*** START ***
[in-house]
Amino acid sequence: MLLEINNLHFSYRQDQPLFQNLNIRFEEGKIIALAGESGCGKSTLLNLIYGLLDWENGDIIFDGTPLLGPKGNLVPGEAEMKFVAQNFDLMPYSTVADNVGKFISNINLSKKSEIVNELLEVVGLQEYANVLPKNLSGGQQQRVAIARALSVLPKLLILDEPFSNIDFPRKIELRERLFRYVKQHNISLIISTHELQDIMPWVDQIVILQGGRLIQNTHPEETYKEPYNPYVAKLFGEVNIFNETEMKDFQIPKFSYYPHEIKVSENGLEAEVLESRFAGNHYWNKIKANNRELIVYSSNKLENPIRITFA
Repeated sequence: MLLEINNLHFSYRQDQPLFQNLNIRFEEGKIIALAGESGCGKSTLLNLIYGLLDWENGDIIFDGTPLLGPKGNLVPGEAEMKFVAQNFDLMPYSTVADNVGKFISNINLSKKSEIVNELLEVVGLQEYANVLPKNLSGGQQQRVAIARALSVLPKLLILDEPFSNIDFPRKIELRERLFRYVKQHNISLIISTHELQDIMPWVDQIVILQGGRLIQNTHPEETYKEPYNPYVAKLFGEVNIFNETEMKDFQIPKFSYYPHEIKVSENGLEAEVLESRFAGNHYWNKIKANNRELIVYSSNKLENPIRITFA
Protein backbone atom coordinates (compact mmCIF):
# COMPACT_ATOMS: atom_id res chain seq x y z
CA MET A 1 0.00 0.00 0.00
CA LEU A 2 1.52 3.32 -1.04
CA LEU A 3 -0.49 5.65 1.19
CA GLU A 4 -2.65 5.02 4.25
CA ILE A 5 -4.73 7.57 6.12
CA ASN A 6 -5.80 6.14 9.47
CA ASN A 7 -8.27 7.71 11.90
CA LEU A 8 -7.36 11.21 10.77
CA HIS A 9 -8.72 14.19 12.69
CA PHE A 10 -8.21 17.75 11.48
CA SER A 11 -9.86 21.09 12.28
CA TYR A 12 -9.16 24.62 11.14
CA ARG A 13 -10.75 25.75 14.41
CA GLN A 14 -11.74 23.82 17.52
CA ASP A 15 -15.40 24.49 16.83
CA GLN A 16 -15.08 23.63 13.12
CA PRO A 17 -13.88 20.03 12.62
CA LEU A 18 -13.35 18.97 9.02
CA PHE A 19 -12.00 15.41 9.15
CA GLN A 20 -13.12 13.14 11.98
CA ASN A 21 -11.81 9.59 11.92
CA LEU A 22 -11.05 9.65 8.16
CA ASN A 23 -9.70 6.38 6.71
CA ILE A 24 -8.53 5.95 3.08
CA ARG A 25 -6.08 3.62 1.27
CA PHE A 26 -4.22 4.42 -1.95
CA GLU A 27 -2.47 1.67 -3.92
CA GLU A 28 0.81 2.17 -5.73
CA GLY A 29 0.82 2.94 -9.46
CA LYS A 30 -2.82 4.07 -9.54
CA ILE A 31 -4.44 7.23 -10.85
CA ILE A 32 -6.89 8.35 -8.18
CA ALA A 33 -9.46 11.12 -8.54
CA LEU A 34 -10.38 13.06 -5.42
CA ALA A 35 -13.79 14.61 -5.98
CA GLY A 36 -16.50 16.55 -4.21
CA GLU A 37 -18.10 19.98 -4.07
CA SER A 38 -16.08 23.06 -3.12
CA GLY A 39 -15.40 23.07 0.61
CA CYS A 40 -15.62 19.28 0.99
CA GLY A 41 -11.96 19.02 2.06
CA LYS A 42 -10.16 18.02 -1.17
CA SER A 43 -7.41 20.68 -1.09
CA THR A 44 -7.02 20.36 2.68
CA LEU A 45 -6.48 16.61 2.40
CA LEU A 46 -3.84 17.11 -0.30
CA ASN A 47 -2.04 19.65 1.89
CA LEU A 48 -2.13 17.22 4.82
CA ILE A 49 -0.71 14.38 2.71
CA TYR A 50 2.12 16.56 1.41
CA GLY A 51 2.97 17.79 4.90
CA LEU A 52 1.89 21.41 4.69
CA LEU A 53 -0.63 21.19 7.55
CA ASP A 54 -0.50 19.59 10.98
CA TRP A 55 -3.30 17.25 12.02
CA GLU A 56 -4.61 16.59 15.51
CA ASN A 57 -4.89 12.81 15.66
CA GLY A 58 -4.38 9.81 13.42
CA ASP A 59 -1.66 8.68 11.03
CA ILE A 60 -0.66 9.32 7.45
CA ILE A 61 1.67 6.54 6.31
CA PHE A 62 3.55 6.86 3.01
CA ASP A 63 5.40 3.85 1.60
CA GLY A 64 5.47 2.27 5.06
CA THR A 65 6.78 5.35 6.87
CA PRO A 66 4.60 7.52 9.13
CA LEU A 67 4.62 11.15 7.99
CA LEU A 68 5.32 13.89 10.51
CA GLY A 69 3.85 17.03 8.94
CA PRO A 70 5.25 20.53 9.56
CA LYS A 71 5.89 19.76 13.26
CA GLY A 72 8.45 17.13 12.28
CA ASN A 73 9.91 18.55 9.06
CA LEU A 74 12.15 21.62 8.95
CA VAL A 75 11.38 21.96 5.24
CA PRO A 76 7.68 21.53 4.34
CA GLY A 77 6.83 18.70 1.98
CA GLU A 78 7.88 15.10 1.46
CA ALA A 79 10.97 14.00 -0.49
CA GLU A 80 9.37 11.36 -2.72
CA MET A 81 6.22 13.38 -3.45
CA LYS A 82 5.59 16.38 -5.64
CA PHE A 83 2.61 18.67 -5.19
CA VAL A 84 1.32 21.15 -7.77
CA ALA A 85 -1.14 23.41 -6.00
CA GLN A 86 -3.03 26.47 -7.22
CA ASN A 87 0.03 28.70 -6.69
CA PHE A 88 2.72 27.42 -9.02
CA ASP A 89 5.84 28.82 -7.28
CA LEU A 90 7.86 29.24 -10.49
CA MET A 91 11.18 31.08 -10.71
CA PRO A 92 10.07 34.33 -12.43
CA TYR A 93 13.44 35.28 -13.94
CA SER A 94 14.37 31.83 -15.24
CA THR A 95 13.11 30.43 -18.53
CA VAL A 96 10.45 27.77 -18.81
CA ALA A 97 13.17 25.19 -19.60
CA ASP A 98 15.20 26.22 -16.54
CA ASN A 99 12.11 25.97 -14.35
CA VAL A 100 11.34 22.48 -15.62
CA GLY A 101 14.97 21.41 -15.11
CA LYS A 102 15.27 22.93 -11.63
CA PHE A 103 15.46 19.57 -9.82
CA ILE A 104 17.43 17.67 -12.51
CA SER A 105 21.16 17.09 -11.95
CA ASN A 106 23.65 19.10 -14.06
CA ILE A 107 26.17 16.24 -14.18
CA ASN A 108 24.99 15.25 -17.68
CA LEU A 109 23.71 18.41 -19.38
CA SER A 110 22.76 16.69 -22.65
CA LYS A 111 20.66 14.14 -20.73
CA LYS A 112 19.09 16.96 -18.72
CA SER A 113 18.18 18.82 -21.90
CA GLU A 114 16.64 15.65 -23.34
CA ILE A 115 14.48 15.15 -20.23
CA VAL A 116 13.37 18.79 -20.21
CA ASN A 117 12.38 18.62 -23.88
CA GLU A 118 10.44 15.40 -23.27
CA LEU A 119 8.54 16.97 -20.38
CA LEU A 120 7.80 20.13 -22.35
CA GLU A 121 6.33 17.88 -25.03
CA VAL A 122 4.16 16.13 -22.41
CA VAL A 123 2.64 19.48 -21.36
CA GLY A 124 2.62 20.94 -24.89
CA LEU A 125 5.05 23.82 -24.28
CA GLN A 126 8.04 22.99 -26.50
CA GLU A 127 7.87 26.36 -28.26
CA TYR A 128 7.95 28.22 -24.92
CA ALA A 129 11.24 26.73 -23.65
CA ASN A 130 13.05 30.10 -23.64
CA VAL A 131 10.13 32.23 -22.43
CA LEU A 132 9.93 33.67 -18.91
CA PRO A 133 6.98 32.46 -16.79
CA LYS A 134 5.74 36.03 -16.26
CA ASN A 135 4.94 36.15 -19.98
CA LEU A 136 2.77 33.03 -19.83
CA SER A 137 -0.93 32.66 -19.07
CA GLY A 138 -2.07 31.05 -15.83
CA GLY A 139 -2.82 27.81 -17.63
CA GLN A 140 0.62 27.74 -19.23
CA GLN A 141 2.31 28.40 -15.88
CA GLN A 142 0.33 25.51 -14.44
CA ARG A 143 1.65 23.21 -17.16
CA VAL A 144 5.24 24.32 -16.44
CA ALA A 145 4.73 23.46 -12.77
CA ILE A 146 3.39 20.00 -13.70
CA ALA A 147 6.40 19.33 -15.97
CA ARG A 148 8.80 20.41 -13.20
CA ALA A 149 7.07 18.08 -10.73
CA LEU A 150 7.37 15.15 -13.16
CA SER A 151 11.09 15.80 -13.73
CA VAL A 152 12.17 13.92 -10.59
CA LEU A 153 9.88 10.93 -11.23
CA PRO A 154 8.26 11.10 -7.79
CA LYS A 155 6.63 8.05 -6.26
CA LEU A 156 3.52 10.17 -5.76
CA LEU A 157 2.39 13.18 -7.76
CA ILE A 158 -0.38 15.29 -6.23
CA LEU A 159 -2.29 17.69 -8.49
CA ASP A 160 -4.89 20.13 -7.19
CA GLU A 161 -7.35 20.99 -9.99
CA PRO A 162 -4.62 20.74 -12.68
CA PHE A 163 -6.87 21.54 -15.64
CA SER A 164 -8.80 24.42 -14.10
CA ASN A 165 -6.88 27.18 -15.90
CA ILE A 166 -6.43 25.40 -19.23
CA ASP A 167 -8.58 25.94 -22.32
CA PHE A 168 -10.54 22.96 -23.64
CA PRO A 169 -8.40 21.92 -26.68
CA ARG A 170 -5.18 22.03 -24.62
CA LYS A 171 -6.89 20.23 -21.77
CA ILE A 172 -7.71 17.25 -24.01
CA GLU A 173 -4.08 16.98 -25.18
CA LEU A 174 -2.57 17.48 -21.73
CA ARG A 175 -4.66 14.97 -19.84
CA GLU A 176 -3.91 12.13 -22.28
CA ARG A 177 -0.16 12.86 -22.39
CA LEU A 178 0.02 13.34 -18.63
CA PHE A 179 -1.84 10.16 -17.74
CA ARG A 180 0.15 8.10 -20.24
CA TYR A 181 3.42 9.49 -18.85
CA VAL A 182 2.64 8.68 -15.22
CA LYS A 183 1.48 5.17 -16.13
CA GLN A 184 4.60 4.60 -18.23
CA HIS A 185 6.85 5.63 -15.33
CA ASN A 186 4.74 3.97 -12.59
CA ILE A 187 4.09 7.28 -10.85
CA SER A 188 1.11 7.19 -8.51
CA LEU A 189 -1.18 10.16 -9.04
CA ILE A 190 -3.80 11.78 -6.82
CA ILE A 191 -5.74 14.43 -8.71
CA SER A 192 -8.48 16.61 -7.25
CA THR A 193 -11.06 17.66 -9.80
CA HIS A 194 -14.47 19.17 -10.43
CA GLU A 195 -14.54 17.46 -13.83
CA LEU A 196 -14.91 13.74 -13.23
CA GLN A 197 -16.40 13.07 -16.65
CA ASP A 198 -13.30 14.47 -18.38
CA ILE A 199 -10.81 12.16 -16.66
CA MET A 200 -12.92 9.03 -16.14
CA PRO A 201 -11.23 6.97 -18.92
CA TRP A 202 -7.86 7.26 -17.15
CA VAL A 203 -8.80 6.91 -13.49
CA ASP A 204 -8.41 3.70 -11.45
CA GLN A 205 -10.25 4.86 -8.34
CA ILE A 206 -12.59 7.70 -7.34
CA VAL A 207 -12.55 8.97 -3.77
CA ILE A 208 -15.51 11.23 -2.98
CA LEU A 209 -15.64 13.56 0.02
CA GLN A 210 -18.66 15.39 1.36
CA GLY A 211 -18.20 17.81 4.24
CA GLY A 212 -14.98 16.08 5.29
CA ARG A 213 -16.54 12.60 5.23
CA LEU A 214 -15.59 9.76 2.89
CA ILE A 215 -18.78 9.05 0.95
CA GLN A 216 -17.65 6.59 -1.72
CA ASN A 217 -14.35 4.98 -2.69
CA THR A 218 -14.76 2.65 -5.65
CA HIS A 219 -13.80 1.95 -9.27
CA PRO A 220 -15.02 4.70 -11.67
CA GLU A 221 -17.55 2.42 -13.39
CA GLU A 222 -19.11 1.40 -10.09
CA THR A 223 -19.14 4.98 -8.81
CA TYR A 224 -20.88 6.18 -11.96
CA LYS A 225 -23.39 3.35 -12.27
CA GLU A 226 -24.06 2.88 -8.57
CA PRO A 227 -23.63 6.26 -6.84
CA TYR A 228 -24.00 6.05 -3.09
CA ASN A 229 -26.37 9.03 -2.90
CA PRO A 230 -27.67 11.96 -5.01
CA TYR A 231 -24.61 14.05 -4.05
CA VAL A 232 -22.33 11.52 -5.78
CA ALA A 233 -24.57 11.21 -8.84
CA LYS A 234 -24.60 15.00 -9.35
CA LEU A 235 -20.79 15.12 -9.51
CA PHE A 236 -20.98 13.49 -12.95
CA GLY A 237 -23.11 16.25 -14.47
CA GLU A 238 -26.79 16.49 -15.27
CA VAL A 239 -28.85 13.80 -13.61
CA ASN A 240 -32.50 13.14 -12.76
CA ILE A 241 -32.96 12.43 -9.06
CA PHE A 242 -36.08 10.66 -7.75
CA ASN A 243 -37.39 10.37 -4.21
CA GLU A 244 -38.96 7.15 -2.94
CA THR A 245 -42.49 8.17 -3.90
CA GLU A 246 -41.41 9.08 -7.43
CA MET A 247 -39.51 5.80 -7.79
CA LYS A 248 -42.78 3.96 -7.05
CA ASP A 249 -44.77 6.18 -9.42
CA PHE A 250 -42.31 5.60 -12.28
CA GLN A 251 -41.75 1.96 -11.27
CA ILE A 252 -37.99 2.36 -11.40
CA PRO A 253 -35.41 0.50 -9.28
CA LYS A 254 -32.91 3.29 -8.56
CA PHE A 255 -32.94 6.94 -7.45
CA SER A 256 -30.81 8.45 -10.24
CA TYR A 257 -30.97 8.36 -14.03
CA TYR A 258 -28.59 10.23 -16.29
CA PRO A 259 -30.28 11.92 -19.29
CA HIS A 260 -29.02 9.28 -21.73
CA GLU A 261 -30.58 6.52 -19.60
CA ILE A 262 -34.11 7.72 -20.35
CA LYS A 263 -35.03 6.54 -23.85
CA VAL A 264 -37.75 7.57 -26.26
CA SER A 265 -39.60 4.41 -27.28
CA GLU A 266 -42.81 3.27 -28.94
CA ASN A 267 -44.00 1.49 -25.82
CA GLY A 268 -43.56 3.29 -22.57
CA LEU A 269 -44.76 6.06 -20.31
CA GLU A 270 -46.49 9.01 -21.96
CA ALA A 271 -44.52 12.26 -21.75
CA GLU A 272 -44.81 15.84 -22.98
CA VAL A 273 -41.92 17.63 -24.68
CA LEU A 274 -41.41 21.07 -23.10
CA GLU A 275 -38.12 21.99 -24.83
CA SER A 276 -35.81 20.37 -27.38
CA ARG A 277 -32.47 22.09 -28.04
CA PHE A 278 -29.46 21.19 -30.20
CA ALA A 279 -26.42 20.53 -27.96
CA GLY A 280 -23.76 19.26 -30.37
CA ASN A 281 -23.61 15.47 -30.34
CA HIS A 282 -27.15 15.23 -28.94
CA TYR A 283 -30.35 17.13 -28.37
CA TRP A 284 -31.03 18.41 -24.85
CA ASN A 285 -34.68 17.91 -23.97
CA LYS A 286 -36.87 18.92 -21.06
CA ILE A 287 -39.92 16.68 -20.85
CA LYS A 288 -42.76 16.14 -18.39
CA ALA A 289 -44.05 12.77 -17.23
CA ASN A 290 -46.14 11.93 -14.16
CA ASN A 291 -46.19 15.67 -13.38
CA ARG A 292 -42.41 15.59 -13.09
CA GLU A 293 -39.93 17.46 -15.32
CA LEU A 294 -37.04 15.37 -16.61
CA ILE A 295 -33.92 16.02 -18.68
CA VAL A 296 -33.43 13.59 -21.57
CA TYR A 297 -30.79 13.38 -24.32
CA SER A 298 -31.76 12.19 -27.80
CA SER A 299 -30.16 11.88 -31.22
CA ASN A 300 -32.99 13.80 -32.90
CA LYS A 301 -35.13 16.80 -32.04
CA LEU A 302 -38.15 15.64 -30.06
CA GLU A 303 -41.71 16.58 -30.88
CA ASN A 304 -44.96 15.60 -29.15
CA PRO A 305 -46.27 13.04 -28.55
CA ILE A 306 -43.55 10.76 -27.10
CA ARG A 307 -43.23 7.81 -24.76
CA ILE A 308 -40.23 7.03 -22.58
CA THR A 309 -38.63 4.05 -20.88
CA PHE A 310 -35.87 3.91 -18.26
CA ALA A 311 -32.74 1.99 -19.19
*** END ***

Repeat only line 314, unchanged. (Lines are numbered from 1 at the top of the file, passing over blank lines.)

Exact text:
CA THR A 309 -38.63 4.05 -20.88